At the same time, every ship in every port should sound its whistle at noon local time, every day – until crew change is working. 

For the sake of all seafarers, it’s time to be controversial. 

To demand attention.

To get noticed.

To be effective.

Like all the greatest advertising campaigns have been.  


  1. IMO has never helped seamen, so what makes you think they can or will do anything different now?? Attending a bunch of conferences and meetings and then writing a bunch more rules and regulations won’t get anything actually accomplished, except of course to maintain their own useless and ineffective jobs..

    1. Fully agree,this is disabled as for IMo intentions,will make more hard way to get on procedure of changeover.

  2. While non of the Governments are interested for the crew change, the only option is to stop all the ships wherever they are.. then the whole world will realise how important the seafarers are. As long as the ships are sailing there is no solution for this crisis…

  3. F*ck IMO. You just seating and sucking money, why dont you suck your useless ass?. You made an everyday non sense rules, but rules for crew change is hard for you. Why dont you step down and f*ck the ass of your wife, sister or mother, assh*les!

  4. Great suggestion James. I fear we may be trending backwards though. However we cannot give up.

  5. it is absolutely correct that the current crews on board vessels are at a critical breakdown point, they are stressed and feel incarcerated. But in the defence of the Ports allowing crew changes, the Crew Managers have not and will not follow isolation rules that help screen the crews for Covid 19, coupling that with tampered test results that show negative to Covid 19, the crews actually travelled as an infectious person and arrived at the crew change port. Testing on arrival showed positive results. Covid 19 if contracted within a couple hours do not show up on PCR tests, the fact that it did shows that the crews were indeed positive when they were tested at their home country. No government wants imported cases of Covid 19 or for the matter of fact any communicable disease into their countries. The solution is not for IMO to convince, its for IMO to penalise those errant Crew Managers, they have caused a tightening of already relaxing crew change rules. I know this for a fact as I am in the thick of it all, so I would appreciate Mr Wilkes to please investigate into the matter more before happily criticising the Ports for not allowing crew changes.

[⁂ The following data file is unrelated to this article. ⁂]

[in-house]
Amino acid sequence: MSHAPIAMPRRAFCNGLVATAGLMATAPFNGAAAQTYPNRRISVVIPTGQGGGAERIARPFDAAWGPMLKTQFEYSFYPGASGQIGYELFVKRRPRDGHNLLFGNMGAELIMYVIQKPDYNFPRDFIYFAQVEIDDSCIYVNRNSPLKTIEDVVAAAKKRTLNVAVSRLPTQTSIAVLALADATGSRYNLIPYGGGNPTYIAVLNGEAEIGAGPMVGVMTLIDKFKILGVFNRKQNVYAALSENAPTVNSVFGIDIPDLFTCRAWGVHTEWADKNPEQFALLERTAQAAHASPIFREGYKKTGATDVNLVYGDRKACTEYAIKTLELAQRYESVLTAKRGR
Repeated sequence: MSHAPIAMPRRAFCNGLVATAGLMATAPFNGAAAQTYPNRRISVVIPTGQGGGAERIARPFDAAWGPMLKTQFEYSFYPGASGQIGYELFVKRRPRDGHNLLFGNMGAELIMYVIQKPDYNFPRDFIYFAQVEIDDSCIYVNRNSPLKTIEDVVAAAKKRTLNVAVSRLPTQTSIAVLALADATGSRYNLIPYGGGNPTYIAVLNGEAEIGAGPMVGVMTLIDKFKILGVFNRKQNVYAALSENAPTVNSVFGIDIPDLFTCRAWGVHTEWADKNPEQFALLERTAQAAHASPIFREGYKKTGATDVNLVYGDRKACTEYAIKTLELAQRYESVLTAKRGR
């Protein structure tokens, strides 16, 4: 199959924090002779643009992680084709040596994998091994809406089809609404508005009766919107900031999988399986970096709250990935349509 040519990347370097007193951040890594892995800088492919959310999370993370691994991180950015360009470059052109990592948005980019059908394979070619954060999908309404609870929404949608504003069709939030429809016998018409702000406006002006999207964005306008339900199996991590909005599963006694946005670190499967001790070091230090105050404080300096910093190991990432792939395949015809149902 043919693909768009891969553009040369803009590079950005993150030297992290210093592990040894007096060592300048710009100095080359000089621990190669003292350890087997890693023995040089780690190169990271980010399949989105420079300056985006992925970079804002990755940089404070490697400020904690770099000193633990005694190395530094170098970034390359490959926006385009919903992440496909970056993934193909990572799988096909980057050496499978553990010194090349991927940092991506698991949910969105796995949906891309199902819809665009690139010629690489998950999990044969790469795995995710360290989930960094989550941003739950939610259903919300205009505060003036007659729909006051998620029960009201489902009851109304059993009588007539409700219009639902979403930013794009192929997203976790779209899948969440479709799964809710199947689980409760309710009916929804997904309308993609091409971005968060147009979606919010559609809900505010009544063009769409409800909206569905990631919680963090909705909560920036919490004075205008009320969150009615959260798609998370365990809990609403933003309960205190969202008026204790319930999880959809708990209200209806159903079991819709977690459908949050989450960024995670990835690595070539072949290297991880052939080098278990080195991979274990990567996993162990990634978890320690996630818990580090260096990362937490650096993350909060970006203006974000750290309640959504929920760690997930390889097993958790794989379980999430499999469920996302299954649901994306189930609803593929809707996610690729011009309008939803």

6. First of all I agree 100%. Iam not a sailor. Iam a security guard and so long on this job o ful agree. No one cares in reality if crew change or not.
    But also I want comment about security guards. Who is responsible for us? Who international organization is? They know to be onboard but no one cares if we must go home or not. Many of us are on board more from 9 months! If someone goes and check the conditions how security guards stay on float Armoured vessels on Red Sea, OPL Fujairaj, OPL Comores, on 61 East NE of Soquotra Island.
    No one cares. All companies, no matter what, they care only for theirs pockets.

  7. Perhaps owners and operators should only allow vessels to call ports in countries that allow crew to sign on & off in future. That will strangle those countries, not having critical goods coming in or going out. They will soon change their tune!

  8. It is called “international cooperation” and is made available to developing countries. But no country has requested it, among other things because it implies a transfer of sovereignty.

  9. Good day TO IMO this time of pandemic you can not brought a concrete action to help the stranded seaferer,
    You always have strict regulation but a simple change crew
    You can’t do to east the burden of hard working seaferer
    It’s means imo is not effective when it comes to this trials in life.
    Suggestions 1)why not issue a simple memo or order or what so ever, stated that all seaferer in the member of IMO Country must have a special line to travel or transit for crew change2)when it come to visa issued them a seafer visa that only IMO can give besides your very good about that,that eastated you guarantee the safe passage of seaferer only for transiting.
    Sometimes we don’t need the big thinker, just simple as the word CREW CHANGE. GOOD BLESS US ALL THANS

  10. There are no votes to be gained by allowing foreign seafarers to transit through a nation’s ports and airports. But there are votes to be lost if infection rates increase.